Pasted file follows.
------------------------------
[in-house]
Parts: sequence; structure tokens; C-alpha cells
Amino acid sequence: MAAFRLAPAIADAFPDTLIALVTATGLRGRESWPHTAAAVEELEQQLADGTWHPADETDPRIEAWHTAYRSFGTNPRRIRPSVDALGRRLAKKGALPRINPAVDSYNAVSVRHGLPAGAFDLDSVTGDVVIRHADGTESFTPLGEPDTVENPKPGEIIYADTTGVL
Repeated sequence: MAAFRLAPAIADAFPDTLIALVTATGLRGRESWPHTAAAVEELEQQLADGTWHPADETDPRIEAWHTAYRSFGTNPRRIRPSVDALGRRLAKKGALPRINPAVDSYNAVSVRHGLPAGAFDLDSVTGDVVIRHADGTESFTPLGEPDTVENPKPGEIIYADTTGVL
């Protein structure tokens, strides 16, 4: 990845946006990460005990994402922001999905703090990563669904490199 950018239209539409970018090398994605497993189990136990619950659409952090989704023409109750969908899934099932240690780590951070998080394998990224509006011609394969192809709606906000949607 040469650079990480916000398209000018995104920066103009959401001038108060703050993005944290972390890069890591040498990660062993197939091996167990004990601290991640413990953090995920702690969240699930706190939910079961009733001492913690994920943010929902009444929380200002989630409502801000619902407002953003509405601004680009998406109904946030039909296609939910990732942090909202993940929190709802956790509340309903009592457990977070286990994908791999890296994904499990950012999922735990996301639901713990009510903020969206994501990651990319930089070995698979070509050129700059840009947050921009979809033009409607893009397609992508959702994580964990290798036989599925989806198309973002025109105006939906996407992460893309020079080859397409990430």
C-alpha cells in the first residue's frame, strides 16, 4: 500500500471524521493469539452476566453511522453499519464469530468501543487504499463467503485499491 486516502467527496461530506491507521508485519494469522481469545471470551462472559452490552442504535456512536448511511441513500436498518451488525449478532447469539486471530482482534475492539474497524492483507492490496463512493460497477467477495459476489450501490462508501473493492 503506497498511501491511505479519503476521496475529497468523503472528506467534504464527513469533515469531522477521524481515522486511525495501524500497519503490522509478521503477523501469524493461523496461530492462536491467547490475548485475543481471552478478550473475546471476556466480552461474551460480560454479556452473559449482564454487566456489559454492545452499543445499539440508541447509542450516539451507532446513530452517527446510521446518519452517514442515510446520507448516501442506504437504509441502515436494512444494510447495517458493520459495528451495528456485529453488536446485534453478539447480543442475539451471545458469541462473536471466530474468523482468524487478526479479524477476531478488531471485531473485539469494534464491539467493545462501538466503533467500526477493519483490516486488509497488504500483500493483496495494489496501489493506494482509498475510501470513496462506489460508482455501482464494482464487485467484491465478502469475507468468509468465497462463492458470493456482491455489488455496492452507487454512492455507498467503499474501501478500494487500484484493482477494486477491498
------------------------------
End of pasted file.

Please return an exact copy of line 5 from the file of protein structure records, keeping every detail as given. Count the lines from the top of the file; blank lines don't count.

């Protein structure tokens, strides 16, 4: 990845946006990460005990994402922001999905703090990563669904490199 950018239209539409970018090398994605497993189990136990619950659409952090989704023409109750969908899934099932240690780590951070998080394998990224509006011609394969192809709606906000949607 040469650079990480916000398209000018995104920066103009959401001038108060703050993005944290972390890069890591040498990660062993197939091996167990004990601290991640413990953090995920702690969240699930706190939910079961009733001492913690994920943010929902009444929380200002989630409502801000619902407002953003509405601004680009998406109904946030039909296609939910990732942090909202993940929190709802956790509340309903009592457990977070286990994908791999890296994904499990950012999922735990996301639901713990009510903020969206994501990651990319930089070995698979070509050129700059840009947050921009979809033009409607893009397609992508959702994580964990290798036989599925989806198309973002025109105006939906996407992460893309020079080859397409990430």